Photo: Alan Gross
The head of the U.S. delegation that held a new round of migration talks with Cuba, said Friday that he had been able to visit Alan Gross, the American contractor serving a 15-year sentence on the Communist-ruled island after being convicted of subversion.
Edward Alex Lee, the U.S. acting deputy assistant secretary of state for Western Hemisphere affairs, told reporters that he saw Gross, though he declined to give details.
Lee said that during his migration talks with the Havana government, the United States again demanded Gross’s release.
He also said that the Gross case is a key issue in America’s approach to the island.
The case of Alan Gross constitutes one of the current stumbling blocks in relations between Cuba and the United States, at odds for over half a century.
Last month, Cuba said it was prepared for an “immediate” dialogue with Washington to find a solution to the Gross situation - but only on a “reciprocal basis,” meaning that any negotiations would have to include the case of the four Cuban agents jailed in the United States for espionage.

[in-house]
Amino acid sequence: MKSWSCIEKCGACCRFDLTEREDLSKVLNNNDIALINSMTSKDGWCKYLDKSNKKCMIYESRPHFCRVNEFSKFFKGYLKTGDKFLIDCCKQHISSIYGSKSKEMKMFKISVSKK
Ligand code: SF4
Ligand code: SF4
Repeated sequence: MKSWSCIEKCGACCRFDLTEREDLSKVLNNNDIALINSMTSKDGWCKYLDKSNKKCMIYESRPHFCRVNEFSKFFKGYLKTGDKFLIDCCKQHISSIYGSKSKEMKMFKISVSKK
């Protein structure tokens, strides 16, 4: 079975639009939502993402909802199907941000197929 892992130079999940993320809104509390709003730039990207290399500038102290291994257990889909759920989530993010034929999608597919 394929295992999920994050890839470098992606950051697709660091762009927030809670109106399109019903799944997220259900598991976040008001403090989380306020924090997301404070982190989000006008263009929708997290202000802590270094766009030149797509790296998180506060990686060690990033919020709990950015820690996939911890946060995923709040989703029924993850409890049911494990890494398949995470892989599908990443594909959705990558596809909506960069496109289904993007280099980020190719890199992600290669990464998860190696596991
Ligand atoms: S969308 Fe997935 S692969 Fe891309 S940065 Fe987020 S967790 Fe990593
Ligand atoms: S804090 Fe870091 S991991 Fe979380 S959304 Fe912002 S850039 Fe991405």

As for the migration talks, Lee described the tone as frank and constructive.
He also noted as highly important for the Cuban people the migration reform that Havana put into effect a year ago and which eliminated the historic restrictions that blocked inhabitants of the island from freely traveling abroad.
He added that in the last fiscal year, the United States granted 32,000 visas to Cubans, 100 percent more than in the previous year.
Migration talks between Cuba and the United States are important political exchanges between two countries that have had no diplomatic relations since 1962.
Apart from that topic, Cuban and the U.S. maintain discussions of a technical nature about cooperation on matters like rescuing emigrants at sea and drug trafficking, Lee said Friday.
Alan Gross, now 64, traveled to Cuba on behalf of a Maryland company that won a contract from the U.S. Agency for International Development to expand Internet access and the flow of information on the Communist-ruled island.
Cuban authorities arrested him in 2009 in possesion of communications equipment.
Havana said he was illegally aiding dissidents and inciting subversion and in an August 2012 ruling, Cuba’s highest court upheld the 15-year jail sentence imposed on the American.
Cuba has hinted that it would release Gross in exchange for the return of the four members of the “Cuban Five” intelligence agents who remain jailed in the United States.
Washington has dismissed talk of a possible swap, demanding that Cuba release Gross unconditionally.